So much for a slowing housing market. The National Association of Realtors (NAR) reports existing home sales in May surged ahead at their fastest pace since before the financial crisis.
Sales rose sharply in spite of tight inventory and steadily rising prices, suggesting there is building demand in the housing market.
Total existing home sales, which are completed transactions that include single-family homes, townhomes, condominiums and co-ops, grew 1.8% to a seasonally adjusted annual rate of 5.53 million in May from a downwardly revised 5.43 million in April.
With that strong gain, sales are now up 4.5% from May 2015 and are at their highest annual pace since February 2007. With the arrival of the financial crisis in September 2008, home sales plunged and foreclosures surged.
Lawrence Yun, NAR chief economist, says low interest rates have helped, but he credited the huge advance in May to more homeowners realizing they now have enough equity in their homes to sell and move up.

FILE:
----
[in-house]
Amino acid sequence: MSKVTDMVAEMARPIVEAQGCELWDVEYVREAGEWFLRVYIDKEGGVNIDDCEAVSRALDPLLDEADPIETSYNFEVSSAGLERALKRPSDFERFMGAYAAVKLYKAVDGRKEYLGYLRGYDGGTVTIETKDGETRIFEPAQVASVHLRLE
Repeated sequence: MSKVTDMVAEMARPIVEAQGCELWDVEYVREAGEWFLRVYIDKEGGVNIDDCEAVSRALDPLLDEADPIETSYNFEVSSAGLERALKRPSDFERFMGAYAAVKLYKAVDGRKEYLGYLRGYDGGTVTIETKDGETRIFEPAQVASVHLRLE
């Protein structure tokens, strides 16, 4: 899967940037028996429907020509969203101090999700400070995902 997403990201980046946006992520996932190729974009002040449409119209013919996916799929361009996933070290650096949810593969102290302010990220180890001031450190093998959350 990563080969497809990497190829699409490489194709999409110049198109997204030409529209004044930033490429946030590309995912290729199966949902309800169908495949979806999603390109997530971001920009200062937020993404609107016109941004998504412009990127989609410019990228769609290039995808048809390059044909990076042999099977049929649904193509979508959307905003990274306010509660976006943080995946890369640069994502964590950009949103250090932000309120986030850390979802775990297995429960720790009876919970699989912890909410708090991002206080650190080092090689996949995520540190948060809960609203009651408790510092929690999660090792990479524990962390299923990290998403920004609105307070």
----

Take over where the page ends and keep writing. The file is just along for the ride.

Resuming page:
“With first-time buyers still struggling to enter the market, repeat buyers using the proceeds from the sale of their previous home as their down payment are making up the bulk of home purchases right now,” Yun said.
Yun concedes any slowdown in the job market could temper the strong growth in housing. As long as the job market remains at its present level, he says sales could maintain this pace throughout the summer.
Not only were more homes selling in May, more expensive homes were selling. The median sale price was $239,700, up 4.7% from May 2015. May’s price increase marks the 51st consecutive month of year-over-year gains.